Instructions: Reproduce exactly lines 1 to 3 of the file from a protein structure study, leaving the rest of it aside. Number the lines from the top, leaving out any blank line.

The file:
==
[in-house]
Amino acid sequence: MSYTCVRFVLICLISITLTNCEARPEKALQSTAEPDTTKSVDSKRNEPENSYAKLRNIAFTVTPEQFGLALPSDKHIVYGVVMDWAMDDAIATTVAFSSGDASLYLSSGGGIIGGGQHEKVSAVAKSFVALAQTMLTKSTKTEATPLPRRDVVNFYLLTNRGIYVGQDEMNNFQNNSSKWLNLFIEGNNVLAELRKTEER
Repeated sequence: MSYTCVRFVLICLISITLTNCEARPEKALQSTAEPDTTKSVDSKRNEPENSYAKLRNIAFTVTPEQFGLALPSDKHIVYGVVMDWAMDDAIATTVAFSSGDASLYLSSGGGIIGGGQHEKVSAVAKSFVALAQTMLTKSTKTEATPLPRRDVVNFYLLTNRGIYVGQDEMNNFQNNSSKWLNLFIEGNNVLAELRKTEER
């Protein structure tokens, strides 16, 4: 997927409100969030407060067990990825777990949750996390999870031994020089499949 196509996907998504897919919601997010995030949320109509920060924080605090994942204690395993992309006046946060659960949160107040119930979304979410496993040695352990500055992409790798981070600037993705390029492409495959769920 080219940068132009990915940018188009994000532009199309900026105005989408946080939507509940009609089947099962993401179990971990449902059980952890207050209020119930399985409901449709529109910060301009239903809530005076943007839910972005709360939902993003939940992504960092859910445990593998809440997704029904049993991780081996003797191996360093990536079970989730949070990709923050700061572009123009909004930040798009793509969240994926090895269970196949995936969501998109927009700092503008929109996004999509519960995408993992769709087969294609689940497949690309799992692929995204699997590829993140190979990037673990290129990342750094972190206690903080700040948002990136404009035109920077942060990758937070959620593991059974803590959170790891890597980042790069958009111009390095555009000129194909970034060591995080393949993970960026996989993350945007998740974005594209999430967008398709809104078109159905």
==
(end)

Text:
[in-house]
Amino acid sequence: MSYTCVRFVLICLISITLTNCEARPEKALQSTAEPDTTKSVDSKRNEPENSYAKLRNIAFTVTPEQFGLALPSDKHIVYGVVMDWAMDDAIATTVAFSSGDASLYLSSGGGIIGGGQHEKVSAVAKSFVALAQTMLTKSTKTEATPLPRRDVVNFYLLTNRGIYVGQDEMNNFQNNSSKWLNLFIEGNNVLAELRKTEER
Repeated sequence: MSYTCVRFVLICLISITLTNCEARPEKALQSTAEPDTTKSVDSKRNEPENSYAKLRNIAFTVTPEQFGLALPSDKHIVYGVVMDWAMDDAIATTVAFSSGDASLYLSSGGGIIGGGQHEKVSAVAKSFVALAQTMLTKSTKTEATPLPRRDVVNFYLLTNRGIYVGQDEMNNFQNNSSKWLNLFIEGNNVLAELRKTEER